Getting a taste of the Marathon des Sables heat

Thousands of miles from the Moroccan desert, TR's Paul Halford yesterday found out what it's like to run in 40C heat

Porsche Human Performance Centre heat chamber

by Paul Halford |

Right now hundreds of crazy runners are experiencing arguably the toughest race on earth, the Marathon des Sables in Morocco.

The six-day 251km ultra takes place in the desert across dunes and similarly trying terrain with competitors having to carry nearly everything required for their trip. Last year's event was particularly brutal as participants had to cope with temperatures of up to 56C as well as a stomach bug that was going around camp.

So it was appropriate that yesterday I went along to Silverstone race circuit to be able to experience the merest smidgin of what 900-plus runners are going through. I ran for half an hour on a treadmill in the heat chamber at the Porsche Human Performance Centre with the temperature turned up to 40C.

Why Silverstone? It was there that scientists originally started working with motorsport professionals who would have to be ready to face extreme temperatures in the cockpit in some of the hottest countries on earth. Although this still accounts for much of the lab's use, endurance athletes are increasingly benefitting from the expertise available.

For example, around a dozen British competitors in this year's MdS were helped there in their preparation. Not only did they receive advice from staff at Precision Fuel & Hydration but they were able to acclimatise in the heat chamber.

We met, via Zoom, Pierre Meslet, a French runner who was ninth in last year's challenging event. He told us how that position was far higher than he expected and, listening to him talk about the precision with which he prepared, it's not difficult to see why. For example, Precision Fuel & Hydration had analysed his sweat to see how much salty it is and, thus, how much he would need by way of electrolytes. Preparation is key for an event like that.

The sweat (particularly salty in my case, I was told) was still dripping from me as we heard about his exploits as moments earlier I had taken part in my heat chamber session. I had been able to garner some small idea of what he went through. Initially, as part of the trial, I had run on a treadmill at around 18C at a normal easy training pace. That enabled lead sports scientist Jack Wilson to see how my body was reacting to the heat.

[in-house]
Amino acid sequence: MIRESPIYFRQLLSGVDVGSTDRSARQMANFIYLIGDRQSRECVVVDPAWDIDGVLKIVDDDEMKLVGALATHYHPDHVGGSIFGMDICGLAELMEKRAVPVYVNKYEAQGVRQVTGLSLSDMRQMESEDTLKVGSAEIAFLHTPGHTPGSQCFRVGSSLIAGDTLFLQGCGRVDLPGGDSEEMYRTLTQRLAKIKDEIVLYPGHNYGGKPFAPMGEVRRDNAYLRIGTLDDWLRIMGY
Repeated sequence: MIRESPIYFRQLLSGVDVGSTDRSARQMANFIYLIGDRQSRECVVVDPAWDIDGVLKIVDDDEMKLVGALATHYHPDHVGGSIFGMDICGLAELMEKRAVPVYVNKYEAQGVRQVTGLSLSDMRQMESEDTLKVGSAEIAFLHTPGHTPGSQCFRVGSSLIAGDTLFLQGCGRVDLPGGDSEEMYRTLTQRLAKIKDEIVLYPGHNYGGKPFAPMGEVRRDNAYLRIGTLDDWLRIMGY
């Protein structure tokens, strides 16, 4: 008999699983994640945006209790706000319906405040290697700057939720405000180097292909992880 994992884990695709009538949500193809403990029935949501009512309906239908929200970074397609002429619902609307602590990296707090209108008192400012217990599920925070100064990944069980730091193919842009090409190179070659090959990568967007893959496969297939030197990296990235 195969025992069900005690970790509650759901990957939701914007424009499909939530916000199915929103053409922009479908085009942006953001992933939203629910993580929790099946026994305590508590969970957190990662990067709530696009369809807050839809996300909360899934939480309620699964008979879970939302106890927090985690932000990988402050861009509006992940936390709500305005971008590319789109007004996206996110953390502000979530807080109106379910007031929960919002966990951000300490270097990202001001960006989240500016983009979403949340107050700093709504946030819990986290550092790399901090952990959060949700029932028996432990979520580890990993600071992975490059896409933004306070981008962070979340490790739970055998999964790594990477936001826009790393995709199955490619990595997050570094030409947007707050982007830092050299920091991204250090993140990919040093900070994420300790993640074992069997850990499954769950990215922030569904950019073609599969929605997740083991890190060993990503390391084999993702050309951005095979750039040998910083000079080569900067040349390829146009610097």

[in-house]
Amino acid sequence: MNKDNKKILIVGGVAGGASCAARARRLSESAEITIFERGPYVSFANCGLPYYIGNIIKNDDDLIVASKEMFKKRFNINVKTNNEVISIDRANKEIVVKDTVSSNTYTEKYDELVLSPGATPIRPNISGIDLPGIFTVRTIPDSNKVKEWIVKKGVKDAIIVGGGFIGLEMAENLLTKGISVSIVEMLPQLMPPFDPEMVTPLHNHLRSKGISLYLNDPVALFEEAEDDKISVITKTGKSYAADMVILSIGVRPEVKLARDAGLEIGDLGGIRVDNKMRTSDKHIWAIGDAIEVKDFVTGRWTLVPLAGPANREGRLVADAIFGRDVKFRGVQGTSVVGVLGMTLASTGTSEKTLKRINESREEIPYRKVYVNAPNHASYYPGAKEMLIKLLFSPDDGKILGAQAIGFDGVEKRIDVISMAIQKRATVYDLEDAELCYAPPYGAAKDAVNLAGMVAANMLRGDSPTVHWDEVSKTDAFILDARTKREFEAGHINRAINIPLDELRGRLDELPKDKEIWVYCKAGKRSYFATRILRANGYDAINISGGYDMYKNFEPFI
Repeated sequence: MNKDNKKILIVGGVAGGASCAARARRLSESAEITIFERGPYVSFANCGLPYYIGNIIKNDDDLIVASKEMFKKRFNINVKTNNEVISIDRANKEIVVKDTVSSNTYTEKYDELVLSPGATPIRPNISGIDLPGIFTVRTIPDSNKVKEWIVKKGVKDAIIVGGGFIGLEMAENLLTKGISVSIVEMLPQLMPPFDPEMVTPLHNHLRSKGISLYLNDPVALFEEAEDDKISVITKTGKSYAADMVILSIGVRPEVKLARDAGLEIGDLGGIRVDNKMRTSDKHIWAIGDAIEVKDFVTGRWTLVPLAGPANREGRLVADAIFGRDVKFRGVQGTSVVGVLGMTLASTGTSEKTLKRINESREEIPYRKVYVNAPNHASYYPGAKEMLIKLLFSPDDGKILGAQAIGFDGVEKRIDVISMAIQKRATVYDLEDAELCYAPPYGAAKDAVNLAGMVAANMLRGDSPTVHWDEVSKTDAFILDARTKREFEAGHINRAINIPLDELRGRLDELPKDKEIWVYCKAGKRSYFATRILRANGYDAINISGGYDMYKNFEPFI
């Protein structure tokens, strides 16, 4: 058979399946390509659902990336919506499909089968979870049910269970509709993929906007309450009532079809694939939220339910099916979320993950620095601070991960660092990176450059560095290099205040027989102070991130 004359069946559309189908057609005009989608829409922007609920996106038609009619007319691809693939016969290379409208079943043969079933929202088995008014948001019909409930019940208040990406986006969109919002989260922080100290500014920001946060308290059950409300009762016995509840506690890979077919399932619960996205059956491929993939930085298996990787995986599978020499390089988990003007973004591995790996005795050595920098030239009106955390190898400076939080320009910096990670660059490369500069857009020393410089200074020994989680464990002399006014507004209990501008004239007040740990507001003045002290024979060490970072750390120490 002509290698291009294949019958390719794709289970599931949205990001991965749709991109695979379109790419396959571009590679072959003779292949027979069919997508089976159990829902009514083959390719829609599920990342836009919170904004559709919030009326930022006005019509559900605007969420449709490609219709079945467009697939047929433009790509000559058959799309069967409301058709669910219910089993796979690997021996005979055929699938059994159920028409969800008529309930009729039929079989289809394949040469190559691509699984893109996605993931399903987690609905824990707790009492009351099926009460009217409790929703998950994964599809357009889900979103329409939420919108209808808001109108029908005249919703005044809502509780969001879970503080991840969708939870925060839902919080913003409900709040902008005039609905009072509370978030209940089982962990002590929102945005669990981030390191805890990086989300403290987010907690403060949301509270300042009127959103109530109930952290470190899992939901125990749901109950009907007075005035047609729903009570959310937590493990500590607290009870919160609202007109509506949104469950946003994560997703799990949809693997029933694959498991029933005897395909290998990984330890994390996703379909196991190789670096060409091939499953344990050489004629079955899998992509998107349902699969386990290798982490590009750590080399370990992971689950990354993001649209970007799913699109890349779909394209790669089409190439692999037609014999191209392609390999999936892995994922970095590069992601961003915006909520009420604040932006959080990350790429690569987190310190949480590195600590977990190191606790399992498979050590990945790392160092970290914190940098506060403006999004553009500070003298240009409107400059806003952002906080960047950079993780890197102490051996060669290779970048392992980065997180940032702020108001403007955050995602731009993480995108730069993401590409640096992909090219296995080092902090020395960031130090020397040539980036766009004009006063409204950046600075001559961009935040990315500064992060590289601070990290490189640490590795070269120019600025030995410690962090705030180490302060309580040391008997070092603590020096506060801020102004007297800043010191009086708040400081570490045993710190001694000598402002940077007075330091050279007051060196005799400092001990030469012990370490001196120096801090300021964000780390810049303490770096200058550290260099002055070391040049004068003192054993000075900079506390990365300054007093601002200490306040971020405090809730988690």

Precision Hydration sweat analysis
Expelling 1617mg of sodium per litre of sweat – categorised as 'very salty'

Although the experience was perhaps not as brutal as I feared, it showed just how much time is a factor when it comes to exercising in the heat. I have always thought I performed quite well in hot races but 30 minutes in the chamber was enough to make me doubt that. After five minutes, my heart rate was actually lower than it had been at the same stage of the cool trial. After 10 minutes, it was just 7bpm higher. However, my heart rate kept rising - and so did my core body temperature.

A fellow journalist had earlier been pulled out as a precaution after just 25 minutes due to reaching the cut-off of 39.2C body temperature. I was not too far behind as I completed the 30 minutes just as my body reached that temperature. My heart rate ended up 25bpm higher than after 30 minutes running at 18C. I was running at an "easy" pace yet my heart rate was only about 5bpm below my usual speed session value.

It was a real eye-opener. If this happened after 30 minutes, how would I cope in something like the MdS, where you are running for hours at a time, where there is no chance of immediate shelter, even if you stop running? However, preparation counts for a lot. Acclimation in a heat chamber would work wonders in the weeks beforehand, especially for northern Europeans who have not had chance to experience recent high temperatures before a race in March. If you aware of the signs of severe hyperthermia, you can pace yourself accordingly. A thorough hydration strategy is also key. That is where advice from Precision Fuel & Hydration comes in.

Indeed, Jack gave me plenty of reassurance that my data did not mean I would be suited to the MdS. Darn it - that's that excuse out of the window!

In a future issue of Trail Running, we'll put Paul's data into action. How does knowing how much you sweat and how salty it is help you in training and in races?

Just so you know, whilst we may receive a commission or other compensation from the links on this website, we never allow this to influence product selections - read why you should trust us